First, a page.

[T-shirts] can be quite lucrative (and, yes, for all the people asking, we really will be restocking our own t-shirts soon).
I'd be up for the paywall shirt. How about a less disjoint range of prices? There's a vast gap between $25 (for a t-shirt you can't have because it's currently sold-out) and $1000. Perhaps past experiments have shown this to be a ghost-town of a price-point. Also, details on the Crystal Ball would be nice: I tend to read via RSS, but without a "Crystal Ball" RSS feed, it wouldn't do me any good.
It's "easy" to claim that technology "destroys" jobs, but it's never the case in practice. It may change jobs, but increased efficiency creates jobs through economic growth.
There is job destruction: of jobs that can be replaced by a machine. The new jobs created by growth require new skills, and a lazy subset of people want jobs that don't require them to change & remain relevant.
They say that it's only the web that gets blocked. Email (um, not if you use web-based email), VoIP "or any security or health service (such as home security or medical monitoring)" will still be allowed to go through.
a real shame if your medical or home-security system uses a web service...
If the BSA can claim that "if they hadn't violated copyright, we would have earned $ABSURD_MONEY (even if they would never have purchased it otherwise)", I guess I can claim that "if copyright hadn't been ridiculously extended, I wouldn't have to spend $ABSURD_MONEY on things that would be otherwise free." So I guess that means that hyperextended copyright has cost me $ABSURD_MONEY. Why don't we call it a wash and return to the original terms of copyright?
Could one directly sue the USPTO on the grounds that the reviewers are unqualified as "a person having ordinary skill in the art"? Unless the reviewers can be shown to meet this (albeit low) level of skill, any patents granted outside their skills would almost have to be invalidated (or at least subject to reconsideration/review).
I think that (in North-African/Mid-East upheaval) a threshold was crossed that demanded immediacy because there was no near event-horizon in which the hope of change could happen. If Egyptians knew that in 2-4 years they could vote the bum out without risking lives or imprisonment, would the rebellion have reached such a crescendo? I doubt it. And would platitudes from the president and laying-low have appeased the masses in the hope that apathy could allow him to regain the "whatever, I'm fine with the status quo" vote when elections next rolled around?
While you may be discussing the instantaneous sampling and finding moments of strong political action in a sea of inaction, the multi-year terms of politicians suggest that the apolitical average will apathetically maintain the norm. Even if spikes of activity occur they often have no significant or lasting effect. C.f. Obamacare outrage, Bush's war for oil (uh, I mean, "on terror"), Clinton's philandering, ad nauseam.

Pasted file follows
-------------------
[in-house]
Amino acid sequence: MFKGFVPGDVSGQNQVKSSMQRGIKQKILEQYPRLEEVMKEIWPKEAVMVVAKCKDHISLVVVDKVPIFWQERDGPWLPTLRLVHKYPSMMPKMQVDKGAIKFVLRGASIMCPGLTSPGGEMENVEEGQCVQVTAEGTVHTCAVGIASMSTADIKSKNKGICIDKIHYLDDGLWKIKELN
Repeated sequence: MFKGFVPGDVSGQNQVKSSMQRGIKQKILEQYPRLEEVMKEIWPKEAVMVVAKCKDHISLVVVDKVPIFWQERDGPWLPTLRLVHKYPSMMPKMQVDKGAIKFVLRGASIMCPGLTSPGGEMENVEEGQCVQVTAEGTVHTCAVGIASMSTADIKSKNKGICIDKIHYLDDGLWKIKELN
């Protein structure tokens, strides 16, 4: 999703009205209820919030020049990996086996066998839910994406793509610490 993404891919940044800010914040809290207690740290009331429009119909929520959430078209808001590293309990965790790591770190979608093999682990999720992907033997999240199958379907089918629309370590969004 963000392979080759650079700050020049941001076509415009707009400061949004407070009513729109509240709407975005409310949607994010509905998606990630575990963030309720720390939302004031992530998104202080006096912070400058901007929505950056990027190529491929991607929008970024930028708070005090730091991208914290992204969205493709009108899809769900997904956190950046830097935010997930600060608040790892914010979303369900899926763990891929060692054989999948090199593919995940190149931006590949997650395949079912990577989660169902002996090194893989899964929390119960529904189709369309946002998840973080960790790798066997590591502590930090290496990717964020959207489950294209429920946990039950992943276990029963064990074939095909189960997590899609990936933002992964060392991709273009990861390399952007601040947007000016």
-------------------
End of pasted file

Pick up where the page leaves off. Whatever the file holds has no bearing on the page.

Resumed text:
WASHINGTON, D.C. - The Transportation Security Administration announces its recent partnership with the Roman Catholic Church. Beginning in time for the Christmas travel season, the Vatican will supply additional staff to perform pat-down searches and monitor the full-body scanners.
A small but vocal minority of fliers have expressed concern regarding the program. TSA spokesman Dick Tickle dismisses the opposition as an aggrieved minority, stating that the financial savings and increased security benefit taxpayers and travellers alike.
"My co-workers and I are uncomfortable with the intimate nature of the pat-down searches required for those who opt out of the full-body scannings," notes TSA agent Willie G. Roper. "The priests don't seem to object, the people trust them, and they reportedly bring years of experience with them."
Father John Geoghan eagerly looks forward to helping secure America's transportation network. "I've seen the images produced by the backscatter/millimeter-wave systems, and there's no hiding anything."
Given the expected success of the new program, Tickle hints that the agency plans to extend its subcontracting relationships, starting with state correctional institutions. "A number of parolees and work-release prisoners have a difficult time finding jobs because of their record. In some cases, their names will appear on the sex-offender registry for the rest of their life. We offer them hope at reintegrating into society while making travel safer."